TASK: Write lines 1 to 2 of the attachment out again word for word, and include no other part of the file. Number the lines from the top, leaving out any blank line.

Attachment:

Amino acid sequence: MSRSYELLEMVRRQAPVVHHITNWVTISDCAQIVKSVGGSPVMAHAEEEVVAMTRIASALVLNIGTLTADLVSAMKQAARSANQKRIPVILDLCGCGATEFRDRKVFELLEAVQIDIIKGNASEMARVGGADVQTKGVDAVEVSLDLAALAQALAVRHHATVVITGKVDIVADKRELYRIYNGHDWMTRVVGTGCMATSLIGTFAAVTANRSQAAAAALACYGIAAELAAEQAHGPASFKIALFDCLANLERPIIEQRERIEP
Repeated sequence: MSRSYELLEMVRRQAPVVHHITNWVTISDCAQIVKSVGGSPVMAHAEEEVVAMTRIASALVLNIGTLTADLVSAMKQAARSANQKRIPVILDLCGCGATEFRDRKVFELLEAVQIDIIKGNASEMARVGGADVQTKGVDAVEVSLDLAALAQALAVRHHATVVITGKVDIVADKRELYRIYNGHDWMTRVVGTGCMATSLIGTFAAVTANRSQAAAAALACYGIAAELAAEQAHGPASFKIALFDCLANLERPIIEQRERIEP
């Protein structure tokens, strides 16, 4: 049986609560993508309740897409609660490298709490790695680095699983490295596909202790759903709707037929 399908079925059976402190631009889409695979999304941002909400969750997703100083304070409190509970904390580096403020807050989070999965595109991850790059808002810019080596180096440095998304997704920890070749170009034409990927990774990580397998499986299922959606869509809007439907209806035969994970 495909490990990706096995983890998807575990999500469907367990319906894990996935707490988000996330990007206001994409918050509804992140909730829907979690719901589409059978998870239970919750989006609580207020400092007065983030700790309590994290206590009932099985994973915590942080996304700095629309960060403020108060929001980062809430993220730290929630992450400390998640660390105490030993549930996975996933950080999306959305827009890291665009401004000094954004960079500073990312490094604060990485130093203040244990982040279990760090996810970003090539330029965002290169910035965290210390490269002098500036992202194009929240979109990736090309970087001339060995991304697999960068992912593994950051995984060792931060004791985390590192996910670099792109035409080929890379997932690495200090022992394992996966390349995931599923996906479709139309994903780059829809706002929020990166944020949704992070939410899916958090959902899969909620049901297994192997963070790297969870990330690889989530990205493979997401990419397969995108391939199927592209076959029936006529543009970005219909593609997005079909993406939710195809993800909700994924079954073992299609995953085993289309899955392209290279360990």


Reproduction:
Amino acid sequence: MSRSYELLEMVRRQAPVVHHITNWVTISDCAQIVKSVGGSPVMAHAEEEVVAMTRIASALVLNIGTLTADLVSAMKQAARSANQKRIPVILDLCGCGATEFRDRKVFELLEAVQIDIIKGNASEMARVGGADVQTKGVDAVEVSLDLAALAQALAVRHHATVVITGKVDIVADKRELYRIYNGHDWMTRVVGTGCMATSLIGTFAAVTANRSQAAAAALACYGIAAELAAEQAHGPASFKIALFDCLANLERPIIEQRERIEP
Repeated sequence: MSRSYELLEMVRRQAPVVHHITNWVTISDCAQIVKSVGGSPVMAHAEEEVVAMTRIASALVLNIGTLTADLVSAMKQAARSANQKRIPVILDLCGCGATEFRDRKVFELLEAVQIDIIKGNASEMARVGGADVQTKGVDAVEVSLDLAALAQALAVRHHATVVITGKVDIVADKRELYRIYNGHDWMTRVVGTGCMATSLIGTFAAVTANRSQAAAAALACYGIAAELAAEQAHGPASFKIALFDCLANLERPIIEQRERIEP